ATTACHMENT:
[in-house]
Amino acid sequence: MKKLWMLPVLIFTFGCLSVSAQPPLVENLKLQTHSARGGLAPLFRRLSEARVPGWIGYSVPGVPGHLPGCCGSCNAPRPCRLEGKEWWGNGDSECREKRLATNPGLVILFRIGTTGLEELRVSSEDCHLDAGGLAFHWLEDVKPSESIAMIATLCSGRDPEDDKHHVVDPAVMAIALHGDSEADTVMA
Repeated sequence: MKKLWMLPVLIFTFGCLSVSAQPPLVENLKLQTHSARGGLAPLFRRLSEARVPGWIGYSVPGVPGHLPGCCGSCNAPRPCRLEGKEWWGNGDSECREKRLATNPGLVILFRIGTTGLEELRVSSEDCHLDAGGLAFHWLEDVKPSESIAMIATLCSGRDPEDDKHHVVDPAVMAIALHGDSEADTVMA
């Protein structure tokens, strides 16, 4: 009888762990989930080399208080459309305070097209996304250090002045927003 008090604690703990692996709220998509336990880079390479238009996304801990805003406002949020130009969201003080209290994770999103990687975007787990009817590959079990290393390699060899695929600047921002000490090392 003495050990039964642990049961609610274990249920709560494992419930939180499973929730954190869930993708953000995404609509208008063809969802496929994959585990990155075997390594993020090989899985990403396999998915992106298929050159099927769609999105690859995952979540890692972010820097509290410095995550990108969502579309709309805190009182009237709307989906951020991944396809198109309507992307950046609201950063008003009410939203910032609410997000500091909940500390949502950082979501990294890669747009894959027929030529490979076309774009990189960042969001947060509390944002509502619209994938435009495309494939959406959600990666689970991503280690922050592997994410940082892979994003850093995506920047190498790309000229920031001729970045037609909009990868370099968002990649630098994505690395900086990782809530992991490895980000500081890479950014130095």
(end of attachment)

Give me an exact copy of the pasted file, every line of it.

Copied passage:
[in-house]
Amino acid sequence: MKKLWMLPVLIFTFGCLSVSAQPPLVENLKLQTHSARGGLAPLFRRLSEARVPGWIGYSVPGVPGHLPGCCGSCNAPRPCRLEGKEWWGNGDSECREKRLATNPGLVILFRIGTTGLEELRVSSEDCHLDAGGLAFHWLEDVKPSESIAMIATLCSGRDPEDDKHHVVDPAVMAIALHGDSEADTVMA
Repeated sequence: MKKLWMLPVLIFTFGCLSVSAQPPLVENLKLQTHSARGGLAPLFRRLSEARVPGWIGYSVPGVPGHLPGCCGSCNAPRPCRLEGKEWWGNGDSECREKRLATNPGLVILFRIGTTGLEELRVSSEDCHLDAGGLAFHWLEDVKPSESIAMIATLCSGRDPEDDKHHVVDPAVMAIALHGDSEADTVMA
């Protein structure tokens, strides 16, 4: 009888762990989930080399208080459309305070097209996304250090002045927003 008090604690703990692996709220998509336990880079390479238009996304801990805003406002949020130009969201003080209290994770999103990687975007787990009817590959079990290393390699060899695929600047921002000490090392 003495050990039964642990049961609610274990249920709560494992419930939180499973929730954190869930993708953000995404609509208008063809969802496929994959585990990155075997390594993020090989899985990403396999998915992106298929050159099927769609999105690859995952979540890692972010820097509290410095995550990108969502579309709309805190009182009237709307989906951020991944396809198109309507992307950046609201950063008003009410939203910032609410997000500091909940500390949502950082979501990294890669747009894959027929030529490979076309774009990189960042969001947060509390944002509502619209994938435009495309494939959406959600990666689970991503280690922050592997994410940082892979994003850093995506920047190498790309000229920031001729970045037609909009990868370099968002990649630098994505690395900086990782809530992991490895980000500081890479950014130095």